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The Honorable Patrick Leahy
United States Senator
Statement of Senator Patrick Leahy
July 12, 2006
I am disappointed that in recent weeks we have seen election-year politics diminish the hard work the Senate has done to find a comprehensive solution to the nation's immigration problem. The Senate worked hard to create a bipartisan bill that delivered fair and comprehensive reforms. Since its passage we have seen the Republican Congress reject efforts to move forward and make progress, despite the efforts of the Senate Democratic leader to get the matter to conference. Instead of progress toward legislation we see a series of after-the-fact hearings. A few, like the one held by the Senate Armed Services Committee this week and the Chairman's field hearing last week contribute to the record supporting the Senate bill. Others seem intended to do nothing more than inflame the passions of anti-immigrant activists and attempt to doom any chance of progress towards a comprehensive solution.
The lines that have been drawn by opponents to comprehensive legislation are clear: The anti-immigrant faction opposes a fair and comprehensive approach. They abhor establishing a pathway to earned citizenship. Apparently they believe this anti-immigrant position will help them in the upcoming elections. I hope not. I think we reject the best of America and our values when we refuse to recognize all that immigrants bring and mean to this country. I hope that fear and intolerance are not a winning political strategy.
It is unrealistic to think that we can apprehend and deport every undocumented individual the Bush-Cheney Administration has allowed into the United States. The reality is that our economy depends upon the labor of foreign workers. Small and large business owners have told us this, the Mayor of the one of the largest cities in the world--who is no stranger to economic success--has told us this, and labor unions have told us this.
The Wall Street Journal editorial board recently wrote that the choice--framed by immigration opponents as a choice between "amnesty" or border security--is a false one. It is false because we can have border security at the same time we bring out of the shadows and assimilate individuals who are hard working, honest people contributing to our economy.
I do not often agree with The Wall Street Journal editorial board, but in this case we do agree. When border patrol agents are not spending time and resources apprehending people coming here to work, they can focus on preventing the true threats to our national security. I believe there is real merit to the President's argument that if we increase the opportunity to come to the United States legally, we will reduce the demand for illegal entry.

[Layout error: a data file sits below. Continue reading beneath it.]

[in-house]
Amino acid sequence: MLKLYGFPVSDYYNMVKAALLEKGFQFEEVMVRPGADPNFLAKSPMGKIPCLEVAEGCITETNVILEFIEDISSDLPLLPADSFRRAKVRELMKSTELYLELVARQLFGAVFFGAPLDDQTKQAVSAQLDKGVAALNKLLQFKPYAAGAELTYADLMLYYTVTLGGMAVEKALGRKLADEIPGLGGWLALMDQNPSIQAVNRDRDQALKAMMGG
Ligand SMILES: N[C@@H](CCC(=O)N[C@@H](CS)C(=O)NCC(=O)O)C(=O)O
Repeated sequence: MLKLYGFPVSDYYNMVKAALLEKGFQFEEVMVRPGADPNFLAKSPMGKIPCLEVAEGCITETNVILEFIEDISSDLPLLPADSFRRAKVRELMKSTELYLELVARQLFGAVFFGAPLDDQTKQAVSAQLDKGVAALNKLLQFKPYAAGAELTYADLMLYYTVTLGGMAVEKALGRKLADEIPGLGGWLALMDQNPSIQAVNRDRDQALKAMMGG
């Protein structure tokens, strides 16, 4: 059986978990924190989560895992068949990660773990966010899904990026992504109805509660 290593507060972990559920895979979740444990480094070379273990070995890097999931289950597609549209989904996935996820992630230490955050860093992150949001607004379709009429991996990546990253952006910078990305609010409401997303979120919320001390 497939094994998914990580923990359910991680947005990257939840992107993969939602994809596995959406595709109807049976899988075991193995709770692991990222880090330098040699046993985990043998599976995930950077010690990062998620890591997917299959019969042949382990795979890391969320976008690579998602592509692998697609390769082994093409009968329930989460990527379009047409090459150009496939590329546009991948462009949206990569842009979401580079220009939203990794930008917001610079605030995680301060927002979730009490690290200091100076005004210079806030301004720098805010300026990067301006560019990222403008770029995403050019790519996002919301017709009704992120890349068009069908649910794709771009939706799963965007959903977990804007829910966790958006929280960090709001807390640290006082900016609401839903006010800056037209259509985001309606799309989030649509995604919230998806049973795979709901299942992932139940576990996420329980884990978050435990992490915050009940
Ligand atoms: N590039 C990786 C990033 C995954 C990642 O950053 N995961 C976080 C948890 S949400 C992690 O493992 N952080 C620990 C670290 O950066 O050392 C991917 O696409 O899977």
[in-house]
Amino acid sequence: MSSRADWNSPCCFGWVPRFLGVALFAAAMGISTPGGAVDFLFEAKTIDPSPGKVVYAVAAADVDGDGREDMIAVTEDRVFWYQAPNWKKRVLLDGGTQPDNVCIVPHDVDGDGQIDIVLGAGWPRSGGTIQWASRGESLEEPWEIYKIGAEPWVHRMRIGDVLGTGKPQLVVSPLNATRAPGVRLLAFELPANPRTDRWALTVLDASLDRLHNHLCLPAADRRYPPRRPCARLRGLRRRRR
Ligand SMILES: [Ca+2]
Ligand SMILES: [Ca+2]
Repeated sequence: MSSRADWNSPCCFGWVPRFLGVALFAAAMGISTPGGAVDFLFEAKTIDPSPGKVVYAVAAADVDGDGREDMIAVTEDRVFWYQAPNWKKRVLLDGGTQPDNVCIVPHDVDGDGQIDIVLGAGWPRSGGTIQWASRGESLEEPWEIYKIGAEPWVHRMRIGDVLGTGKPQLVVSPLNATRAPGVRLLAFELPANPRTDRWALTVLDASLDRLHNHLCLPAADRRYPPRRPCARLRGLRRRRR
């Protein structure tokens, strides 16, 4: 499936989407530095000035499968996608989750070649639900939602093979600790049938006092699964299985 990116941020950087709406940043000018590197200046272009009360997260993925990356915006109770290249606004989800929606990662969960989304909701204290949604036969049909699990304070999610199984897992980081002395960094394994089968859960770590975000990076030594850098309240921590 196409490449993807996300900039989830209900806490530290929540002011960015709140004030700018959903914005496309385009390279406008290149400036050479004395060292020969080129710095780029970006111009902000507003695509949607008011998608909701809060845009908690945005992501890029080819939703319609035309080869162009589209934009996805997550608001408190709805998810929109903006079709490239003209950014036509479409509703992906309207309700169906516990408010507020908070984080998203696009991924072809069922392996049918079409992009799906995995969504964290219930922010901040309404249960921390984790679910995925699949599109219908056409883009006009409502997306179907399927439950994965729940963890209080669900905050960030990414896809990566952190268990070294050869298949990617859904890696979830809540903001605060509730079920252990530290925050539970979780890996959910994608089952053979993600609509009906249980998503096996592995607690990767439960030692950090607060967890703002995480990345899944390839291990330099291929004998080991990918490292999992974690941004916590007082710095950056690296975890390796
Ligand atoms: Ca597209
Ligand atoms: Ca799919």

It is disheartening to watch this debate devolve into a discourse with tinges of intolerance for those who come as immigrants. We are a welcoming, diverse country built and enriched by immigrants. Isolating ourselves, and turning this country into a police state is not the way our Nation will remain the beacon of freedom and prosperity it has always been.
Many decry a realistic immigration policy as the downfall of our unique American culture and way of life. In these arguments, I hear the echoes of those who resisted women finally obtaining the right to vote and when the modern civil rights movement helped end Jim Crowism. We are an inclusive society that draws strength from diversity and believes in equality.
The opposition to providing bilingual ballots to bilingual American citizens, who are vested with the right to vote, is a particularly troubling aspect of this debate. A recent Washington Post editorial pointed out the obvious: when more eligible voters can make an informed and intelligent choice in voting, our democracy benefits from their participation. Section 203's guarantee of equality is not just for immigrants but for Native Americans and those who have long been citizens. The reality is that people who come to the United States embrace the English language along with patriotism. Immigrants do not deserve or need the legal restrictions sought by the English-only crowd. And America loses when we discriminate on the basis of national origin or language.
Let us have faith in our traditional values and show the strength and purpose needed to accomplish the comprehensive reform we need. Our democracy and free markets can adapt. We should not fear these changes. We should embrace the cultural and economic opportunities that change will bring. Most importantly, along with a comprehensive policy will come better border security. When government agencies can identify and account for those who are here, and those who are crossing the border, we will be more secure as a result of that knowledge. We know well that no matter how much effort we pour into locking up our border, those who desire to come to the United States will find a way, which in turn will lead to more people in the shadows of society, more deaths in our deserts, and more trafficking in human beings.
It is critical that President Bush make good on his commitment to support the Senate's work. Without his active support and his steadfast dedication, the congressional Republican efforts to derail comprehensive reform will succeed. Many conservative commentators have praised the President for his "political courage." I hope the President will remain true to his pledge to support comprehensive reform our immigration laws.
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